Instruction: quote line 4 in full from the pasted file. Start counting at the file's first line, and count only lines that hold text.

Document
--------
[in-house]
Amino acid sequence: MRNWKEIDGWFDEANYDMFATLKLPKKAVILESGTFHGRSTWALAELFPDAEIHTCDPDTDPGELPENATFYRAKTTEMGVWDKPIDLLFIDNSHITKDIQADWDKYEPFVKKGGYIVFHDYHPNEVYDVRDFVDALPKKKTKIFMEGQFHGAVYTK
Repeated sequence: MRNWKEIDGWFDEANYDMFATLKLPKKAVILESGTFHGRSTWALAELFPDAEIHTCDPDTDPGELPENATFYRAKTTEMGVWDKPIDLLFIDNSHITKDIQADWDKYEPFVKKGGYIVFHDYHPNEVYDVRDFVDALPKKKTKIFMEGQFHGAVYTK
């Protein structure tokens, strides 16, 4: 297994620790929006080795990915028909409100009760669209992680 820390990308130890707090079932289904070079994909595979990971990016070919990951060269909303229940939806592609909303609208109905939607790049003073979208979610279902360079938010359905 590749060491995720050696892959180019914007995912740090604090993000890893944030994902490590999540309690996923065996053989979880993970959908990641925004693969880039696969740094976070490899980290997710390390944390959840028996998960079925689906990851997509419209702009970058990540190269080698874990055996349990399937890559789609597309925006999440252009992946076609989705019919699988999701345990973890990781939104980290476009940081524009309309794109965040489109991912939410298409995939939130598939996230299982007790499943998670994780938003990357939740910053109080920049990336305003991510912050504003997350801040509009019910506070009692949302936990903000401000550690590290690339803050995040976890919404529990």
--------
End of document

């Protein structure tokens, strides 16, 4: 297994620790929006080795990915028909409100009760669209992680 820390990308130890707090079932289904070079994909595979990971990016070919990951060269909303229940939806592609909303609208109905939607790049003073979208979610279902360079938010359905 590749060491995720050696892959180019914007995912740090604090993000890893944030994902490590999540309690996923065996053989979880993970959908990641925004693969880039696969740094976070490899980290997710390390944390959840028996998960079925689906990851997509419209702009970058990540190269080698874990055996349990399937890559789609597309925006999440252009992946076609989705019919699988999701345990973890990781939104980290476009940081524009309309794109965040489109991912939410298409995939939130598939996230299982007790499943998670994780938003990357939740910053109080920049990336305003991510912050504003997350801040509009019910506070009692949302936990903000401000550690590290690339803050995040976890919404529990």